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Audio » Dictionary » N » Nauch ... Navigator


Pronunciation (US): 

 Dictionary entry overview: What does navigation mean? 

  The noun NAVIGATION has 3 senses:

1. the guidance of ships or airplanes from place to place
2. ship traffic
3. the work of a sailor

  Familiarity information: NAVIGATION used as a noun is uncommon.

 Dictionary entry details 


Sense 1navigation [BACK TO TOP]


The guidance of ships or airplanes from place to place

Classified under:

Nouns denoting acts or actions


navigation; pilotage; piloting

Hypernyms ("navigation" is a kind of...):

direction; guidance; steering (the act of setting and holding a course)

Domain member category:

bear down on; bear down upon (sail towards another vessel, of a ship)

barge (transport by barge on a body of water)

raft (transport on a raft)

ferry (transport from one place to another)

ferry (transport by ferry)

ferry (travel by ferry)

wear ship (turn away from the wind)

tack; wear round (turn into the wind)

outpoint (sail closer to the wind than)

rack; scud (run before a gale)

beat (sail with much tacking or with difficulty)

sail (travel in a boat propelled by wind)

yacht (travel in a yacht)

steam; steamer (travel by means of steam power)

boat (ride in a boat on water)

weather (sail to the windward of)

luff; point (sail close to the wind)

Hyponyms (each of the following is a kind of "navigation"):

instrument flying (navigation of an airplane solely by instruments)

astronavigation; celestial navigation (navigating according to the positions of the stars)

dead reckoning (navigation without the aid of celestial observations)

Sense 2navigation [BACK TO TOP]


Ship traffic

Classified under:

Nouns denoting acts or actions

Context example:

the channel will be open to navigation as soon as the ice melts

Hypernyms ("navigation" is a kind of...):

shipping; transport; transportation (the commercial enterprise of moving goods and materials)

Sense 3navigation [BACK TO TOP]


The work of a sailor

Classified under:

Nouns denoting acts or actions


sailing; seafaring; navigation

Hypernyms ("navigation" is a kind of...):

employment; work (the occupation for which you are paid)

Meronyms (parts of "navigation"):

steerage; steering (the act of steering a ship)

Domain member category:

close to the wind (nearly opposite to the direction from which wind is coming)

steerageway ((nautical) the minimum rate of motion needed for a vessel to be maneuvered)

bell; ship's bell ((nautical) each of the eight half-hour units of nautical time signaled by strokes of a ship's bell; eight bells signals 4:00, 8:00, or 12:00 o'clock, either a.m. or p.m.)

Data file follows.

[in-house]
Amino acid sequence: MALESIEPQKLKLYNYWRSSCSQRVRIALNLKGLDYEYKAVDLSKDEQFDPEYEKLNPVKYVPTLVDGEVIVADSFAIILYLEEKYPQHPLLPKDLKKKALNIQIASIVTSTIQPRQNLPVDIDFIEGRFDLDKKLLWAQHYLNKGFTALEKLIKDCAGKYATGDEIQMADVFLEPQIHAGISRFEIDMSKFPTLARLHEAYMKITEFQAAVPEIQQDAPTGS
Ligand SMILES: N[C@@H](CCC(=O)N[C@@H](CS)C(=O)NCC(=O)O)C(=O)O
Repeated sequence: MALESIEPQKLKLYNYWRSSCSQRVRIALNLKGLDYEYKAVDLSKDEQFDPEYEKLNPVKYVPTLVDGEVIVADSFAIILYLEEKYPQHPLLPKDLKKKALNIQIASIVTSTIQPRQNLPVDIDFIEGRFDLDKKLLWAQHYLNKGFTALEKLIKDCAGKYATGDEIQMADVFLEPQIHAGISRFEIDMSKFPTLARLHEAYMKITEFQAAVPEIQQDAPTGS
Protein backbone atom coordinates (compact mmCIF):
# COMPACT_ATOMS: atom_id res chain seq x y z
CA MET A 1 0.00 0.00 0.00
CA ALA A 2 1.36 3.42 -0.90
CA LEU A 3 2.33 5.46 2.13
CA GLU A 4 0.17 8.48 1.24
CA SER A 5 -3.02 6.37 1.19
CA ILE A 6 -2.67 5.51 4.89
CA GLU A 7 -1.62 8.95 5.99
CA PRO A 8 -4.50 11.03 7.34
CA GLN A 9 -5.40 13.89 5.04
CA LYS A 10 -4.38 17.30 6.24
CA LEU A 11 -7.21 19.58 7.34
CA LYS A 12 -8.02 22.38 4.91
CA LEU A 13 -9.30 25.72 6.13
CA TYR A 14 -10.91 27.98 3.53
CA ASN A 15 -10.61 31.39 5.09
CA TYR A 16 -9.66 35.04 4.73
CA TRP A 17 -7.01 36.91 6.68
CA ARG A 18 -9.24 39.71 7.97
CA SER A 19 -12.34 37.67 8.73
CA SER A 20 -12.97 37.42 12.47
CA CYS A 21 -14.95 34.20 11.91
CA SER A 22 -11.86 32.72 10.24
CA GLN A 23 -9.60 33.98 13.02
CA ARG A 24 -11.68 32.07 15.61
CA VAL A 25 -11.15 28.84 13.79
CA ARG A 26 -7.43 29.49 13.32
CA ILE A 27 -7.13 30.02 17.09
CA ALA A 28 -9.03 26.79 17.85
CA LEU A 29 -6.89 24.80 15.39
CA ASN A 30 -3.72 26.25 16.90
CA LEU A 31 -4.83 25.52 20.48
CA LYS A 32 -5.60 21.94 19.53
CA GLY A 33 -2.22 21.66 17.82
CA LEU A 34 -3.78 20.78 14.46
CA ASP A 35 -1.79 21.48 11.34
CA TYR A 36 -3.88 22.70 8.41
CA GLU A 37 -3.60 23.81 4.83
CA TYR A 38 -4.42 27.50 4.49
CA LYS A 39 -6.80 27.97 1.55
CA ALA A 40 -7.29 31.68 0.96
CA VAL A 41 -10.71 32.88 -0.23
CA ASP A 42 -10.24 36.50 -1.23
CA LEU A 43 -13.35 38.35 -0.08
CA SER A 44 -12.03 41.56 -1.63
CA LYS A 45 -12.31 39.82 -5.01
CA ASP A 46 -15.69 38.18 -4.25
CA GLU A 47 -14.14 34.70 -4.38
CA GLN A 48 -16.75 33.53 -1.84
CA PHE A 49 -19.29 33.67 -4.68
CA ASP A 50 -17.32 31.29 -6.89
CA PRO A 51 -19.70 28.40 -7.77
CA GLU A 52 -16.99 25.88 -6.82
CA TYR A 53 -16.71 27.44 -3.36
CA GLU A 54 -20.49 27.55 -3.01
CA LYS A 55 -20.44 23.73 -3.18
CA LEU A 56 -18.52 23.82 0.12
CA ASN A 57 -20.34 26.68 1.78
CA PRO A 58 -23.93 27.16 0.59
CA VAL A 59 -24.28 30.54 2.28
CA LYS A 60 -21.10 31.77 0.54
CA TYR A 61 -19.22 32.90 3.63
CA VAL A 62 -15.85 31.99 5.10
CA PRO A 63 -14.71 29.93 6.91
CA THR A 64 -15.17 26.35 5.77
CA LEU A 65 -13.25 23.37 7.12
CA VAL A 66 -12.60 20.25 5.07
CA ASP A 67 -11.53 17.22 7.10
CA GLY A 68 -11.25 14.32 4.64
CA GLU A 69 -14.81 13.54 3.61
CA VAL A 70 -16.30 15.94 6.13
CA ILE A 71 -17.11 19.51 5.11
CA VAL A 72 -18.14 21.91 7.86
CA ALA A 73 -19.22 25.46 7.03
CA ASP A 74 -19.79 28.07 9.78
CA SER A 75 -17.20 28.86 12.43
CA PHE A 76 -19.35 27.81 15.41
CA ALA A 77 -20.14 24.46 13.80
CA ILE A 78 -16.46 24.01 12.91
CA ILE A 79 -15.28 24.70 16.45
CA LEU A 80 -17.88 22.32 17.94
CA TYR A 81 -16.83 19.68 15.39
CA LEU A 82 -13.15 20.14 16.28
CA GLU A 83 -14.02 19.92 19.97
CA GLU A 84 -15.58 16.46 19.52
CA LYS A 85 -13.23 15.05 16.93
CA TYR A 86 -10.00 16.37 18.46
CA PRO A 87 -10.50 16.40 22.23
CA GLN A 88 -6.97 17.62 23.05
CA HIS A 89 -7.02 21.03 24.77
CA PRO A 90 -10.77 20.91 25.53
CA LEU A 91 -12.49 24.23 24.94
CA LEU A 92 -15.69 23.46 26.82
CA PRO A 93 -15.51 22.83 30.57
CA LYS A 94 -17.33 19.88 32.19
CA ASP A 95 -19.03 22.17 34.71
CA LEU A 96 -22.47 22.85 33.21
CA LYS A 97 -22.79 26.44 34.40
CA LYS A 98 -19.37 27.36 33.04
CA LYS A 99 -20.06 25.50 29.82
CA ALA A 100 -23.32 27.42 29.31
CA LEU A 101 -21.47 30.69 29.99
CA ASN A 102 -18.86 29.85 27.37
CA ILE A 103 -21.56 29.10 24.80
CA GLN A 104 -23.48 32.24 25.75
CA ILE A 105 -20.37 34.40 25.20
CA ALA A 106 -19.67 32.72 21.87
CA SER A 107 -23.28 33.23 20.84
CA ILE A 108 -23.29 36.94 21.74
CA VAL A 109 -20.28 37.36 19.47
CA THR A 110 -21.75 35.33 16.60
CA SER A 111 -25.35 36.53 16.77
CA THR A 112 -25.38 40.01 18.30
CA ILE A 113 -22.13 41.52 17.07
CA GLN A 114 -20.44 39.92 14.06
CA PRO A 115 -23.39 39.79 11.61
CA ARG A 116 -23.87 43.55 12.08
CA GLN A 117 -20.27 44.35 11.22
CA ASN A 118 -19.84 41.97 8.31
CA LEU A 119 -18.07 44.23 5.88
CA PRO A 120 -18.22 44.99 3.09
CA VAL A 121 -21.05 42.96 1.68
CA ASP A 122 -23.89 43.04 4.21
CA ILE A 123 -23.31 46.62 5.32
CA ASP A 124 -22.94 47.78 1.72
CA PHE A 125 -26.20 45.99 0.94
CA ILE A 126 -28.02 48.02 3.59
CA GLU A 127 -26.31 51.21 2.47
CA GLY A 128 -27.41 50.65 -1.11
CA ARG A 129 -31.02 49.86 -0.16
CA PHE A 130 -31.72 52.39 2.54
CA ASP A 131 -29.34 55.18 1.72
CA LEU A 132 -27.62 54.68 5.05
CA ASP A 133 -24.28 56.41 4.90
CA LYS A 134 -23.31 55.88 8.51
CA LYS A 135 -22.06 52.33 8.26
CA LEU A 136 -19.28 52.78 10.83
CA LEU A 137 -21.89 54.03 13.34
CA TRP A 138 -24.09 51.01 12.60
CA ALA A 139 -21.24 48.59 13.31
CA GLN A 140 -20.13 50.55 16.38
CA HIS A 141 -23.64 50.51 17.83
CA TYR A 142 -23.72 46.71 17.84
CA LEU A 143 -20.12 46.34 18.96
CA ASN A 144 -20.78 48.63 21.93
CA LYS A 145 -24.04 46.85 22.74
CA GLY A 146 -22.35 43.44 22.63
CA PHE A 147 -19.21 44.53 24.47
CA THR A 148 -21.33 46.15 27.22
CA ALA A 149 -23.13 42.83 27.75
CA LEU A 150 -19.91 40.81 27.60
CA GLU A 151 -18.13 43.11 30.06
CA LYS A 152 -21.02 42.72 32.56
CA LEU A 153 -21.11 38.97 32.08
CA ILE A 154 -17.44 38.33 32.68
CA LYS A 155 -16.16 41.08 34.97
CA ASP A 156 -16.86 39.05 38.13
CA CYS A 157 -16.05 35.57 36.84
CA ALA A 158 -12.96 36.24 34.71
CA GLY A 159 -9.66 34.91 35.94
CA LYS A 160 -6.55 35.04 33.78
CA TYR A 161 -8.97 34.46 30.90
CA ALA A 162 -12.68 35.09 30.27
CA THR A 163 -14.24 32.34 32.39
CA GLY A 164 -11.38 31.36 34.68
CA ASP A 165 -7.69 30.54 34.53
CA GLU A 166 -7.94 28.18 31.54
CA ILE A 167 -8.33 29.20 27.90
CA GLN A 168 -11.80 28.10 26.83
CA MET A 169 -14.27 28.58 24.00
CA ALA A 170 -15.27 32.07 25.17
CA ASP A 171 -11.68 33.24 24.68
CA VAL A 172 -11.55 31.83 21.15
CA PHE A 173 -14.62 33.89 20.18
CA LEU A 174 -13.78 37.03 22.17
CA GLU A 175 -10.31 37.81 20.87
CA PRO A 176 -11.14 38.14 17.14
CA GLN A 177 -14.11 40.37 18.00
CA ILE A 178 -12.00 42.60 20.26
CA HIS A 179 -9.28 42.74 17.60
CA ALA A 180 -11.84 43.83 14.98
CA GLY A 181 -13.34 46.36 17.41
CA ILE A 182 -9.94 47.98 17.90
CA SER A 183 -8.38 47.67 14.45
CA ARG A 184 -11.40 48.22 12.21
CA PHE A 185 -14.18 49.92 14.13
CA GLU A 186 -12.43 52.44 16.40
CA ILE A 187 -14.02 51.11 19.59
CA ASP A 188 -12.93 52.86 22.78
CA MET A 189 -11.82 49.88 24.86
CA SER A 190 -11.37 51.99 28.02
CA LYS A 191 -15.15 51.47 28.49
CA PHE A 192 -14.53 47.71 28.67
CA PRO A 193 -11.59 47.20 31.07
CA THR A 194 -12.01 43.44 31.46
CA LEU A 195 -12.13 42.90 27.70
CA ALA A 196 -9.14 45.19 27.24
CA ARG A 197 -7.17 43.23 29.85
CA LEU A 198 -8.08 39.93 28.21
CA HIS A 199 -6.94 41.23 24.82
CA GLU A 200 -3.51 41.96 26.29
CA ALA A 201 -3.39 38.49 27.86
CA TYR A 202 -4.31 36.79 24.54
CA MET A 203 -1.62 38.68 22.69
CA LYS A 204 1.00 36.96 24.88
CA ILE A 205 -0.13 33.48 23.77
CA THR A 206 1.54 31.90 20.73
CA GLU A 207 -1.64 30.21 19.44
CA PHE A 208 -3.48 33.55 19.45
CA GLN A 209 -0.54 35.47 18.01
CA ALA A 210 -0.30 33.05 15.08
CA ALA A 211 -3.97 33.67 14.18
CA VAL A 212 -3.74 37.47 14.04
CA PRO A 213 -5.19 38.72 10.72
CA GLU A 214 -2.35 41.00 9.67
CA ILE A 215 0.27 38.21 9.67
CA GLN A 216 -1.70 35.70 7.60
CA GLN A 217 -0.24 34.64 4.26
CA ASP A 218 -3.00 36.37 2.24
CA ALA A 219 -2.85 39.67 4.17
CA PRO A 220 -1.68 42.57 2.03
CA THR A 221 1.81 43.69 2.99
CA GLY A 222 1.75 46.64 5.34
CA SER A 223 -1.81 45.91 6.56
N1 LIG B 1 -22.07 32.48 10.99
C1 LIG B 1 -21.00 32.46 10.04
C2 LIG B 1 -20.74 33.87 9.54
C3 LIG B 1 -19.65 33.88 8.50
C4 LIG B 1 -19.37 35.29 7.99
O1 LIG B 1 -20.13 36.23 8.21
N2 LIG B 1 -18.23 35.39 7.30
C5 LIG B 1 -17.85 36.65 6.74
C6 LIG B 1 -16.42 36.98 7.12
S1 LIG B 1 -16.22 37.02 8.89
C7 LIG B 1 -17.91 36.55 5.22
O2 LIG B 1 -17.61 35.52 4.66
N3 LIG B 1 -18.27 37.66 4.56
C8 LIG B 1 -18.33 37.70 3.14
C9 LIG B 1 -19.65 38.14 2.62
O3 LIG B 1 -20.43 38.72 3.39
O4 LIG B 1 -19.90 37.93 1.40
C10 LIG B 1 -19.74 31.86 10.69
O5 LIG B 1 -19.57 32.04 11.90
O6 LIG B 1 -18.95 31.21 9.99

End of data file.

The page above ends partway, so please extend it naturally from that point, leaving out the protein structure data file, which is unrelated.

beam-ends ((nautical) at the ends of the transverse deck beams of a vessel)

capsizing ((nautical) the event of a boat accidentally turning over in the water)

towing line; towing rope; towline; towrope ((nautical) a rope used in towing)

fireroom; stokehold; stokehole ((nautical) chamber or compartment in which the furnaces of a ship are stoked or fired)

sternpost ((nautical) the principal upright timber at the stern of a vessel)

stand out (steer away from shore, of ships)

starboard (turn to the right, of helms or rudders)

close-hauled (having the sails trimmed for sailing as close to the wind as possible)

fore (situated at or toward the bow of a vessel)

atrip; aweigh ((of an anchor) just clear of the bottom)

rigged (fitted or equipped with necessary rigging (sails and shrouds and stays etc))

unrigged (stripped of rigging)

fore-and-aft (parallel with the keel of a boat or ship)

antifouling ((used of e.g. coatings) protecting against accumulation of barnacles etc on underwater surfaces)

stay ((nautical) brace consisting of a heavy rope or wire cable used as a support for a mast or spar)

spun yarn ((nautical) small stuff consisting of a lightweight rope made of several rope yarns loosely wound together)

mainsheet; sheet; shroud; tack; weather sheet ((nautical) a line (rope or chain) that regulates the angle at which a sail is set in relation to the wind)

tack; tacking ((nautical) the act of changing tack)

accommodation ladder ((nautical) a portable ladder hung over the side of a vessel to give access to small boats alongside)

becket ((nautical) a short line with an eye at one end and a knot at the other; used to secure loose items on a ship)

bilge well ((nautical) a well where seepage drains to be pumped away)

bitter end ((nautical) the inboard end of a line or cable especially the end that is wound around a bitt)

chip (a triangular wooden float attached to the end of a log line)

deadeye ((nautical) a round hardwood disk with holes and a grooved perimeter used to tighten a shroud)

escutcheon ((nautical) a plate on a ship's stern on which the name is inscribed)

jack ladder; Jacob's ladder; pilot ladder ((nautical) a hanging ladder of ropes or chains supporting wooden or metal rungs or steps)

laniard; lanyard ((nautical) a line used for extending or fastening rigging on ships)

lead line; sounding line ((nautical) plumb line for determining depth)

luff ((nautical) the forward edge of a fore-and-aft sail that is next to the mast)

overhead ((nautical) the top surface of an enclosed space on a ship)

ratlin; ratline ((nautical) a small horizontal rope between the shrouds of a sailing ship; they form a ladder for climbing aloft)

rudder ((nautical) steering mechanism consisting of a hinged vertical plate mounted at the stern of a vessel)

sea ladder; sea steps ((nautical) ladder to be lowered over a ship's side for coming aboard)

leg ((nautical) the distance traveled by a sailing vessel on a single tack)

Hyponyms (each of the following is a kind of "navigation"):

cabotage (navigation in coastal waters)

 Learn English with... Proverbs of the week 
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